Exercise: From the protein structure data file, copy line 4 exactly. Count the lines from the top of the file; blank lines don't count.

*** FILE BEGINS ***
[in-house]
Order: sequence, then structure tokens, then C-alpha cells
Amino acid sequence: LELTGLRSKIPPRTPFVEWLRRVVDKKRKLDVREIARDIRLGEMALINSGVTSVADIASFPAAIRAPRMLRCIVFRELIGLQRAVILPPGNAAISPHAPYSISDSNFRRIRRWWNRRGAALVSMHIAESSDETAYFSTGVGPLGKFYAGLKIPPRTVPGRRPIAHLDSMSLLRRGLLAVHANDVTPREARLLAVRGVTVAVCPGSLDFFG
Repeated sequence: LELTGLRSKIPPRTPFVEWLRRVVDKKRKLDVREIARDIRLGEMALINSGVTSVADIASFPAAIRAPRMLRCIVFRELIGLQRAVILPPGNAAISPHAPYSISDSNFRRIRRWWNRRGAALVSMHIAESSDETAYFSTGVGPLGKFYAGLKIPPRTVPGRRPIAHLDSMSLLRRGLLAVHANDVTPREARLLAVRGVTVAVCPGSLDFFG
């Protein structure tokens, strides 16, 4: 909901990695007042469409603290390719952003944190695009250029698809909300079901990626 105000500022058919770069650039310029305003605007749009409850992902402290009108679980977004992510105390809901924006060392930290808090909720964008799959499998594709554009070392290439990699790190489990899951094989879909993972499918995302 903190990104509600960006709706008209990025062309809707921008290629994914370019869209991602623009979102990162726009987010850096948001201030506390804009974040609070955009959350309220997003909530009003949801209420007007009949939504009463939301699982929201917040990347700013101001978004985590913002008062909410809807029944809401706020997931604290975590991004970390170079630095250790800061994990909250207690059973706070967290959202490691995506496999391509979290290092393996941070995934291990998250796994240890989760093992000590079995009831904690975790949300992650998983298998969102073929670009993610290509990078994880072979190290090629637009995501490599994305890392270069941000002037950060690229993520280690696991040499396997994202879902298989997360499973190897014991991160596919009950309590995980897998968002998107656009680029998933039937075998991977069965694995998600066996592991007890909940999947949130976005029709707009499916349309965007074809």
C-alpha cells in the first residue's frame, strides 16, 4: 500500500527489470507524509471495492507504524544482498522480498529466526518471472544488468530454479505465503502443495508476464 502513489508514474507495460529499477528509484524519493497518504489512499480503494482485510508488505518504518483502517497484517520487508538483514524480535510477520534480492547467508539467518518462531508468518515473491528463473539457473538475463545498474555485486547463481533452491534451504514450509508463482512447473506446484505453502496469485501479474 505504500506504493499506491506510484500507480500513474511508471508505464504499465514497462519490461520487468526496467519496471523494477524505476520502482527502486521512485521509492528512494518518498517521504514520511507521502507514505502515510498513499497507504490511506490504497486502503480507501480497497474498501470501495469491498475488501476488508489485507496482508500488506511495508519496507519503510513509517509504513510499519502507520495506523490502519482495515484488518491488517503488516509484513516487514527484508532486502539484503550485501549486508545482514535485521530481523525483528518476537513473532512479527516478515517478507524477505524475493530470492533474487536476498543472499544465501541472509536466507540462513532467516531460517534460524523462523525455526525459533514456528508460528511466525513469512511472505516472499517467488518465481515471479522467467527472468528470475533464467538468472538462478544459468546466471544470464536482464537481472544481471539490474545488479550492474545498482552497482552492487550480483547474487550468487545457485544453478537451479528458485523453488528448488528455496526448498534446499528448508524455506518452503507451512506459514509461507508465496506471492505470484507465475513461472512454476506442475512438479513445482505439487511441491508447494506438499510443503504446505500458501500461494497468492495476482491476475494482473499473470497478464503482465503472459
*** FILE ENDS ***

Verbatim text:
Repeated sequence: LELTGLRSKIPPRTPFVEWLRRVVDKKRKLDVREIARDIRLGEMALINSGVTSVADIASFPAAIRAPRMLRCIVFRELIGLQRAVILPPGNAAISPHAPYSISDSNFRRIRRWWNRRGAALVSMHIAESSDETAYFSTGVGPLGKFYAGLKIPPRTVPGRRPIAHLDSMSLLRRGLLAVHANDVTPREARLLAVRGVTVAVCPGSLDFFG